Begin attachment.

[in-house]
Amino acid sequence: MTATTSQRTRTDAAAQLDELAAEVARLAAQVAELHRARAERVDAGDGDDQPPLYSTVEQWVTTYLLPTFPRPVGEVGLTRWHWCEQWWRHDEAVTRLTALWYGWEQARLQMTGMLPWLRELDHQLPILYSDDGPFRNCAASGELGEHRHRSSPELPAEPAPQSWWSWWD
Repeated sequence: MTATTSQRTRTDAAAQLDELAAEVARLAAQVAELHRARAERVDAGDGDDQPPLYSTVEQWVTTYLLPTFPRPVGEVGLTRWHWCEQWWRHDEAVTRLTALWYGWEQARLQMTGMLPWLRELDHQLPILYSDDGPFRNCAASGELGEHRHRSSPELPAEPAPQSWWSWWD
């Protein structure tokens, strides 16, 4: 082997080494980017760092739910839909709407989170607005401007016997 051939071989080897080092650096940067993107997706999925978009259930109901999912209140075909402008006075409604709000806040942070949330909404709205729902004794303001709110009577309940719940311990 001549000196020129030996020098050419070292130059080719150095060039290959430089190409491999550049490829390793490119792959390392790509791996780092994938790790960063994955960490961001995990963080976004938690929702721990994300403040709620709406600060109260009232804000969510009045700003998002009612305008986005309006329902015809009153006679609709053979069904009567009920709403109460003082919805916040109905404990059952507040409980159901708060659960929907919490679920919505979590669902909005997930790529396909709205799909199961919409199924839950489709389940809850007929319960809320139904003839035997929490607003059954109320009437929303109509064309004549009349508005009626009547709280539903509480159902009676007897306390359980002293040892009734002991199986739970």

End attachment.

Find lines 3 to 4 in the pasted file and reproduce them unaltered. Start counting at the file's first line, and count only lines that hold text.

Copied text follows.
Repeated sequence: MTATTSQRTRTDAAAQLDELAAEVARLAAQVAELHRARAERVDAGDGDDQPPLYSTVEQWVTTYLLPTFPRPVGEVGLTRWHWCEQWWRHDEAVTRLTALWYGWEQARLQMTGMLPWLRELDHQLPILYSDDGPFRNCAASGELGEHRHRSSPELPAEPAPQSWWSWWD
């Protein structure tokens, strides 16, 4: 082997080494980017760092739910839909709407989170607005401007016997 051939071989080897080092650096940067993107997706999925978009259930109901999912209140075909402008006075409604709000806040942070949330909404709205729902004794303001709110009577309940719940311990 001549000196020129030996020098050419070292130059080719150095060039290959430089190409491999550049490829390793490119792959390392790509791996780092994938790790960063994955960490961001995990963080976004938690929702721990994300403040709620709406600060109260009232804000969510009045700003998002009612305008986005309006329902015809009153006679609709053979069904009567009920709403109460003082919805916040109905404990059952507040409980159901708060659960929907919490679920919505979590669902909005997930790529396909709205799909199961919409199924839950489709389940809850007929319960809320139904003839035997929490607003059954109320009437929303109509064309004549009349508005009626009547709280539903509480159902009676007897306390359980002293040892009734002991199986739970």